At around the time that the precursor to the most successful South Bend lathe of all was being launched, the Model 5, Type 405, the Company were also working on a new small lathe, the Series 20 Toolmaker. When introduced in early 1934, under Catalog No. 520, this new machine was priced at $158, this being twice the cost of an equivalent capacity if basic 405 that was listed at $75. Although the Toolmaker was shown in the 1934 Year Catalogue, by the middle of 1935 it had disappeared, perhaps setting a record for the shortest production run of any South Bend model. Cataloged as a rather special and expensive little lathe, it was, in fact, of absolutely conventional South Bend design and really little more than a copy of the regular 8-inch Model produced from 1931 until 1933 - though increased in size by around 20%. In addition to an identical design, the two lathes also shared the same changewheels, these being of 18 pitch although, oddly, the stud gear on the output of the tumble reverse had a 1/2" bore instead of the 9/16". As the ordinary changewheels could not be used (as on other models), the Company providing a set of three with each lathe of 16t, 32t and 64t. Like the Model 5, the Series 20 had no option of a power cross feed, nor a screwcutting gearbox, carriage travel for both threading and feed being by engaging and wearing out the leadscrew half-nuts.
One interesting aspect of the ordinary 8-inch was the option of a rather magnificent built countershaft carried above the headstock (seen here on a classic Dennis Turk restoration) listed by South Bend as the Silent V-Belt Motor Driven Lathe, and this too was made available for the Series 20, though in a modified form as the vertical casting, being fastened to a larger lathe, required some additional clearance for the rear of the headstock and backgear assembly. As with other South Bend models a variety of drive systems, stands and combinations of these was available even to build-it-yourself plans for wooden benches.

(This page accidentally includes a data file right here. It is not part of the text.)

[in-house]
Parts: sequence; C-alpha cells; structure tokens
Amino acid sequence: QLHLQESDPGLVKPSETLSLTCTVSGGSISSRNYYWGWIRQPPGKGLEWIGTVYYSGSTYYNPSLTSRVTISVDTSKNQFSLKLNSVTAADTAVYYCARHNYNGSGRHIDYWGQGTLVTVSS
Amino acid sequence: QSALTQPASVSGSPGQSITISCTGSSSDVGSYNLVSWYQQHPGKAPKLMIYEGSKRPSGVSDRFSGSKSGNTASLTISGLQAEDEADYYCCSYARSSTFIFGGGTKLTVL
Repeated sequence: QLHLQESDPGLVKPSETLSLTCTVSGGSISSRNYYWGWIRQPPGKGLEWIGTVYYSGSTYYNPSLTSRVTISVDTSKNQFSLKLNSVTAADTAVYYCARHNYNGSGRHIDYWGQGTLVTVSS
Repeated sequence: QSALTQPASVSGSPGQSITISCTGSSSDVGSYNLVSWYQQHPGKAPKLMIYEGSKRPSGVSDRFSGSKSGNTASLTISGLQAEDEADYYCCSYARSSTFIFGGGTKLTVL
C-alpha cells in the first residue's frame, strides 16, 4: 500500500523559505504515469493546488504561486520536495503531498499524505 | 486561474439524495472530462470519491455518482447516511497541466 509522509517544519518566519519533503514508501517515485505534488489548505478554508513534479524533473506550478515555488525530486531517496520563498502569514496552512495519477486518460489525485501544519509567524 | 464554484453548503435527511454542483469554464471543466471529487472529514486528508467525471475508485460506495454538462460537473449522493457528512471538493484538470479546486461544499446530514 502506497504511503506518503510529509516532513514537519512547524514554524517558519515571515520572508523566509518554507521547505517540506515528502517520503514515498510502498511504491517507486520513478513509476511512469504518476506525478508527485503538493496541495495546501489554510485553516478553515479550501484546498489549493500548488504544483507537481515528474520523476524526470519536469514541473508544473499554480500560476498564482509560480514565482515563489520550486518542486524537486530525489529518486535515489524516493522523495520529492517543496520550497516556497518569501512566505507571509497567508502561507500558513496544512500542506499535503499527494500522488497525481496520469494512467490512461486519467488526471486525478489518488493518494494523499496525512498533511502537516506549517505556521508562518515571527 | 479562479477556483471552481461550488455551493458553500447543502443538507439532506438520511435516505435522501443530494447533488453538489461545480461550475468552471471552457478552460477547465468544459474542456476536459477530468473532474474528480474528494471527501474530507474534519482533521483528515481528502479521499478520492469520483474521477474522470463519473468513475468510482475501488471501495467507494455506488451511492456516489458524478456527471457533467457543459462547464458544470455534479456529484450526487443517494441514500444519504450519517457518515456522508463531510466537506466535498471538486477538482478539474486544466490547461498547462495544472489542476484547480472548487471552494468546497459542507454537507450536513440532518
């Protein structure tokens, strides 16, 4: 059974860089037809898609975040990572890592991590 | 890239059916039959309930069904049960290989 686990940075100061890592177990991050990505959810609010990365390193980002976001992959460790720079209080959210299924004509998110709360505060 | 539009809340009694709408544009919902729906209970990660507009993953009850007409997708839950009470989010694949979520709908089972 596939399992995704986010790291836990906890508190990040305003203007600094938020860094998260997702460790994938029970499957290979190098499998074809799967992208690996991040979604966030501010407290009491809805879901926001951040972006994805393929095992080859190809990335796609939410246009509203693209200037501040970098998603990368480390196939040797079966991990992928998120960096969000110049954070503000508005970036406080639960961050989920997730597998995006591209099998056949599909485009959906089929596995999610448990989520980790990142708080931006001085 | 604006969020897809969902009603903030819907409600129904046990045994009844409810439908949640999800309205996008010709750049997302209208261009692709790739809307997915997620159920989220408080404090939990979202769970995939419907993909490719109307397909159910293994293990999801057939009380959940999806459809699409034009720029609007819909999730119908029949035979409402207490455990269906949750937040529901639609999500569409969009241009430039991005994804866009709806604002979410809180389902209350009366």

Although the original Model 5, Type 405 used a different bed to the Series 20, in 1936, when the former morphed into the Type 415 (and later 9-inch Workshop Model), the Series 20 bed was adopted for this much improved version. A beautifully restored and perfectly original Series 20 can be seen here.
In order to distinguish the various versions of the Model 5, the lathe was given a Model Type designation that reflected its drive system and between-centres capacity, the latter being available in a range of sizes: 6" and 12" - though one would expect few of those to have been sold - and, more usefully, 18", 24" and 30". Although prices started at $108 for the shortest machine, by the time something useful like the 24-inch model, the price had risen by $30 (28%) to $138 - which does seem rather a lot for an extra 18 inches of gray cast iron with a 50% steel mixture with three V-ways and one flat way accurately planed and hand-scraped….